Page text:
In terms of music and his general career, the Covid-19 pandemic hit Young Guv‘s Ben Cook particularly hard. By April 2020, he found himself tour-less and virtually homeless, holed up beside New Mexico’s Taos Mountain with five bandmates inside a recycled structure called an Earthship. In Ben’s words, “I was isolated, the world was in complete chaos… I lost control of the routine that I thrive in.” The result? Two parallel albums of new material, Guv III and Guv IV, were released three months apart, and they explore disparate sides of the artist’s varied influences.
Before continuing, it should be noted that simultaneous off-kilter releases tend to provoke consternation and disagreement among fans. One immediately thinks of Foo Fighters‘ schizophrenic yet mostly successful 2005 double album In Your Honor, whose hard rock benchmarks were somehow eclipsed by the stark and shockingly reflective ballads gracing disc two. (Though I date myself, 1970s variety-show heroes Donny & Marie also come to mind. “A little bit country, a little bit rock and roll!”) Perhaps it’s a matter of taste, but Guv III and Guv IV elicit similar divergent feelings, all to the latter’s detriment.
Five months in, Guv III has proven to be one of 2022’s most effervescent releases thus far: chiming, shining, boasting more depth than typical old-school power-pop while still pursuing a deceptively complex Byrdsian muse. Unfortunately, with its softer, countrified, steel-guitar approach, Guv IV can’t help but suffer by comparison. It seems unfair for a parasitic ink-stained wretch outside the arena of combat to point this out. But Cook is so darn good at forging his signature David Crosby/Roger McGuinn sound that anything else feels like misdirection. Sad to say? It’s a squandered opportunity.
Not that Guv IV is terrible; far from it. Several tracks would easily make the cut for a Guv III bonus EP, while a few others manage to stand on their own (if barely). The out-of-nowhere dissonant horns closing out the psychedelic gem “Sign from God” are startling and innovative, especially coming atop the echo-ey guitars priming the rest of the song. “No Where at All” does Guv IV‘s best job following Guv III’s triumphant formula, with a candy-flavored guitar fadeout as haunting as it’s addictive.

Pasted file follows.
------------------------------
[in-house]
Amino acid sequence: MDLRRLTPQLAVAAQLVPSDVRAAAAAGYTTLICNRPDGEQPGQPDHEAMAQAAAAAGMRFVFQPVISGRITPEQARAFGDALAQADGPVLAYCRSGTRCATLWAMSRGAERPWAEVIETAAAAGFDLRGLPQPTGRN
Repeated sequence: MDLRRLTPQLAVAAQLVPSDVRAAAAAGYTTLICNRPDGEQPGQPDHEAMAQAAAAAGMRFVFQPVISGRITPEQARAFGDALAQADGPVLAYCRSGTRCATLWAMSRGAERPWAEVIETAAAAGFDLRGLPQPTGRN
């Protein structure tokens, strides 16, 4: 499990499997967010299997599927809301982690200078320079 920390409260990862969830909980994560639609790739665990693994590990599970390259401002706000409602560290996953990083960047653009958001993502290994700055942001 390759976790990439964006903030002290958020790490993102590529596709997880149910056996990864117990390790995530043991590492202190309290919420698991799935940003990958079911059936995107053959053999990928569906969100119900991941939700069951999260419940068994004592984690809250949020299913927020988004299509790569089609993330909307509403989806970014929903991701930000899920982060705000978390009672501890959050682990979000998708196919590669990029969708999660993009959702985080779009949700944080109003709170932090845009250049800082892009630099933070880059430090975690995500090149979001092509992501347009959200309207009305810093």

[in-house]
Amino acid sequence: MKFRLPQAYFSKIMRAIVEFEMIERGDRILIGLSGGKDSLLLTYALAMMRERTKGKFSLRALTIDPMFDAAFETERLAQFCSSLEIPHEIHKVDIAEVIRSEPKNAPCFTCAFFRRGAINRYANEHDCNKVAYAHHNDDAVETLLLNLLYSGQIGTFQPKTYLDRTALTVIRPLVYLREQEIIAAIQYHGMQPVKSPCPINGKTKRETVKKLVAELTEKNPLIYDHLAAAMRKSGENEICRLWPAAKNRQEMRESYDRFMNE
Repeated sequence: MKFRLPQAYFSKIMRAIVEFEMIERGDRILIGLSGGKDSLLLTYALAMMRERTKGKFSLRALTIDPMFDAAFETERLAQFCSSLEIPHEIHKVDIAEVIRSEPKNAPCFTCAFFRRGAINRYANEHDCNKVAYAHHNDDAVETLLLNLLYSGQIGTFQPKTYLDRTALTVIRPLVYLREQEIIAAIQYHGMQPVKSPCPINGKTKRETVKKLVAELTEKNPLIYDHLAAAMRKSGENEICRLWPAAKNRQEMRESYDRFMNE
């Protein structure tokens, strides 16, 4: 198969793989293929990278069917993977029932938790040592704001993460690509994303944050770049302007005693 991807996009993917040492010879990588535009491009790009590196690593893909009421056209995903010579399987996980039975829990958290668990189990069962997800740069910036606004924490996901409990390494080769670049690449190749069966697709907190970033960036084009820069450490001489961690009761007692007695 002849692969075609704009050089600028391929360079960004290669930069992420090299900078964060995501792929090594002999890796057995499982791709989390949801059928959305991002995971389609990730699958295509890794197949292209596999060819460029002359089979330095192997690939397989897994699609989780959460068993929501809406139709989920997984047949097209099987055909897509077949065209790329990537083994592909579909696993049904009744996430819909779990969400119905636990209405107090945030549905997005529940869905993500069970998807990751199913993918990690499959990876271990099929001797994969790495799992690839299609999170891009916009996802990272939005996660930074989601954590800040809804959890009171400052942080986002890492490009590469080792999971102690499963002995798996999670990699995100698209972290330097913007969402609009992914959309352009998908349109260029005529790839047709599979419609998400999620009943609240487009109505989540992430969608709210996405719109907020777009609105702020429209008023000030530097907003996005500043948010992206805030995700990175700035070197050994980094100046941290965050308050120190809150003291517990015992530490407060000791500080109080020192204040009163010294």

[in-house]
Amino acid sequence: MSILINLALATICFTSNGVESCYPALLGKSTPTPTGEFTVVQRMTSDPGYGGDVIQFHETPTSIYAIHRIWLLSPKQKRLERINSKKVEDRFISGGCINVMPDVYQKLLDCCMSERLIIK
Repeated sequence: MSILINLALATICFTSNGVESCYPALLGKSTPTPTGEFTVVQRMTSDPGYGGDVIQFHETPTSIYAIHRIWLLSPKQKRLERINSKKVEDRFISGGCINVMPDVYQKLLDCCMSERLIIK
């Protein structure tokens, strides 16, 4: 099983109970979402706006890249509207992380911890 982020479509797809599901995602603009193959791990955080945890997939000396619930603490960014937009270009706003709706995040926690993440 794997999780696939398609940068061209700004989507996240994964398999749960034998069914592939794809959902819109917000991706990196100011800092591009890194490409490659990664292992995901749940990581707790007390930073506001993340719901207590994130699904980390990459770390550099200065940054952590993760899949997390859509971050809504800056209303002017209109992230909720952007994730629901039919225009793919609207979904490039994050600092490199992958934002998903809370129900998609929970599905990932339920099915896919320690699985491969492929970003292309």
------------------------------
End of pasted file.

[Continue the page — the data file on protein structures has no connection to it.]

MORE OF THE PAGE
Yet if the remainder is a mixed bag, it’s mainly miss. The limp steel guitar backing “Cold in the Summer” is too low-key to maintain any interest whatsoever; same with the forgettable strummed final track “Wind in My Blood”. “Nervous Around U” crashes an early Police riff into juvenile They Might Be Giants beats, leaving a bloody highway wreck that no rubbernecker would even bother staring at. “Overcome’s” shaker-assisted percussion becomes tedious at the two-minute mark, let alone five, bringing MiVanilli’sli’s egregious 1980s hits to mind. (Sorry.) Meanwhile, “Cry 2 Sleep” is the worst sonic offender of all – a song so treacly and irritating, Cook might as well be poking the listener in the arm instead of singing. As a general rule, Guv IV‘s best tunes start and end the record, bracketing the subpar efforts in the middle. Oddly enough, Robert Pollard of Guided By Voices fell victim to similar lapses on some of his solo records, leaving canyon-sized holes to mar otherwise satisfactory work.
It’s often been said that if someone doesn’t like New England weather, all they have to do is wait a few minutes. Cook has followed false trails and dead ends before, yet always righted the ship eventually. So rather than a condemnation, please consider this a resounding endorsement of March’s still-resonant Guv III – and a request that next time, Cook returns to what he does best.